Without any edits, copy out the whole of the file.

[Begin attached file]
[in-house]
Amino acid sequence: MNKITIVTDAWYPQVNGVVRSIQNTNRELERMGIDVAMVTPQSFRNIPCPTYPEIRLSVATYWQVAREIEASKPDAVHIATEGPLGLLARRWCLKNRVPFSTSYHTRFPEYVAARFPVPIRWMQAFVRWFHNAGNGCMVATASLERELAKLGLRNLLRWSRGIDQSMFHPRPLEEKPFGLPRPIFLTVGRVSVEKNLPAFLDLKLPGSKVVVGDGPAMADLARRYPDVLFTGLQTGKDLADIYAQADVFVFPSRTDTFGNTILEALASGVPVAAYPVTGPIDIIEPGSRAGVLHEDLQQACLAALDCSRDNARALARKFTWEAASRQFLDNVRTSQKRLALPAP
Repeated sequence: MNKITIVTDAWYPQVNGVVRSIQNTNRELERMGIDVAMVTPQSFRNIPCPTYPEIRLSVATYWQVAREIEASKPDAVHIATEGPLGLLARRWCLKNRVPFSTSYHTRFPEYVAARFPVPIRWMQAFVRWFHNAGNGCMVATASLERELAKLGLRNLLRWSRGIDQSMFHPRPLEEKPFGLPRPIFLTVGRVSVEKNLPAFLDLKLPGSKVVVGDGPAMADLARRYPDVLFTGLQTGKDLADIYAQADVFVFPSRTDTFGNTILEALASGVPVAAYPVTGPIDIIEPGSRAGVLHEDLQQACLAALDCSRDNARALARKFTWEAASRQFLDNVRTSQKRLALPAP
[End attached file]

[in-house]
Amino acid sequence: MNKITIVTDAWYPQVNGVVRSIQNTNRELERMGIDVAMVTPQSFRNIPCPTYPEIRLSVATYWQVAREIEASKPDAVHIATEGPLGLLARRWCLKNRVPFSTSYHTRFPEYVAARFPVPIRWMQAFVRWFHNAGNGCMVATASLERELAKLGLRNLLRWSRGIDQSMFHPRPLEEKPFGLPRPIFLTVGRVSVEKNLPAFLDLKLPGSKVVVGDGPAMADLARRYPDVLFTGLQTGKDLADIYAQADVFVFPSRTDTFGNTILEALASGVPVAAYPVTGPIDIIEPGSRAGVLHEDLQQACLAALDCSRDNARALARKFTWEAASRQFLDNVRTSQKRLALPAP
Repeated sequence: MNKITIVTDAWYPQVNGVVRSIQNTNRELERMGIDVAMVTPQSFRNIPCPTYPEIRLSVATYWQVAREIEASKPDAVHIATEGPLGLLARRWCLKNRVPFSTSYHTRFPEYVAARFPVPIRWMQAFVRWFHNAGNGCMVATASLERELAKLGLRNLLRWSRGIDQSMFHPRPLEEKPFGLPRPIFLTVGRVSVEKNLPAFLDLKLPGSKVVVGDGPAMADLARRYPDVLFTGLQTGKDLADIYAQADVFVFPSRTDTFGNTILEALASGVPVAAYPVTGPIDIIEPGSRAGVLHEDLQQACLAALDCSRDNARALARKFTWEAASRQFLDNVRTSQKRLALPAP